I took the Christmas lights down from my gutters yesterday. I know, I’m a little late. In my defense, it was still snowing a few weeks ago. But May Day has come and gone, and we have entered into the portion of the cycle of the year that brings with it ample daylight and wakeful days.
I have a list of several things around our house that I want to accomplish before the light starts to dwindle again later this year. Some of my intentions will come to pass. Some goals and projects will linger on my list and end up hibernating through another winter. Then wake again when we find ourselves, during the next cycle, positioned to the sun as we are now.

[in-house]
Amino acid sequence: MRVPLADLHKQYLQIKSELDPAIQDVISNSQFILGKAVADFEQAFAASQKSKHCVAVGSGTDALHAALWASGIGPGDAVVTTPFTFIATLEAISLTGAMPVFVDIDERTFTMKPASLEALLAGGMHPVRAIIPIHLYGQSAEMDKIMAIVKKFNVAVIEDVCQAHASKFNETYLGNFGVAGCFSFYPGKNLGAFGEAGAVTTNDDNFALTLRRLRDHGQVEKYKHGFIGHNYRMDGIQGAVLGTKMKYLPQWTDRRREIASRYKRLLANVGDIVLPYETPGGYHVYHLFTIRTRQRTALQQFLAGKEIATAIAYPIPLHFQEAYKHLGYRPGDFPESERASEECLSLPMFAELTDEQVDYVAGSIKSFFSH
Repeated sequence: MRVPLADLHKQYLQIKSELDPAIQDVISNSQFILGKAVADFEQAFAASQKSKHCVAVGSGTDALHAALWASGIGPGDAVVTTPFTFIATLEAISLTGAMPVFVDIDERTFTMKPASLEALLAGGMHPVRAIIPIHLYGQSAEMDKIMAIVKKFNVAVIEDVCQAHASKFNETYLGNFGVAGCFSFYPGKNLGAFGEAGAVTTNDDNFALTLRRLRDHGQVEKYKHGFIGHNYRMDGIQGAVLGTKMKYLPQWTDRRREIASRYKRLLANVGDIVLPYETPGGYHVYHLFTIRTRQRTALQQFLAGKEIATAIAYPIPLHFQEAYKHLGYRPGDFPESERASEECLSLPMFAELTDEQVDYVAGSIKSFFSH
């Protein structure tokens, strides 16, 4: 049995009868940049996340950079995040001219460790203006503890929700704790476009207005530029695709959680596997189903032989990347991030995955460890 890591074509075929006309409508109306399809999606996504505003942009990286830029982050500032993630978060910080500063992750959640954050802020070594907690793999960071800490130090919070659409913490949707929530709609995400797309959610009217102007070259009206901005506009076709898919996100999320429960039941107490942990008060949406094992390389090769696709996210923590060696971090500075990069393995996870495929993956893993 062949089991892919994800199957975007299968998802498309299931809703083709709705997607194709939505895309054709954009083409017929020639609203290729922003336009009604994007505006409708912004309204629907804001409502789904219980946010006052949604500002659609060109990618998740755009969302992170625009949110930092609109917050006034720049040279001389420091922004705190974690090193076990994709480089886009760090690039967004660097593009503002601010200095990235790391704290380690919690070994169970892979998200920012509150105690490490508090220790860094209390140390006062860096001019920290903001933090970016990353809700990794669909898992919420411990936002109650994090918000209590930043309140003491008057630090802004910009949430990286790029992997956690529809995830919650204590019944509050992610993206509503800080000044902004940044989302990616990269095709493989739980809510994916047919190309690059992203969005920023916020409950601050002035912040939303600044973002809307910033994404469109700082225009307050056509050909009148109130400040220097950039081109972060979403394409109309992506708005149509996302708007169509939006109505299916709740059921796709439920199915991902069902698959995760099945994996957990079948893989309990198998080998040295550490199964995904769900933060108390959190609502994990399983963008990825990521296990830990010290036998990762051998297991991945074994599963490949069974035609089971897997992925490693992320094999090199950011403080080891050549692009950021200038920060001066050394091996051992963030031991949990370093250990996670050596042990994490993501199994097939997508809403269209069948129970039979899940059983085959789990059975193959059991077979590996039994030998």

My greatest aim, the heartbeat behind my list of projects, is to be ever deepening my commitment to place. To notice where things are waking. To notice where things are worn. To notice how the tilt of the earth and the moods of the sky affect my ability to make repairs. To be an active participant with place. To trust the solidity of my persistent presence in it.
The spiritual practice of wildness centers on being in attentive and dynamic relationship with my present environment. It’s about daring to dwell here and now, without getting stuck. It’s about carrying with me a sense of place, without succumbing to complacency.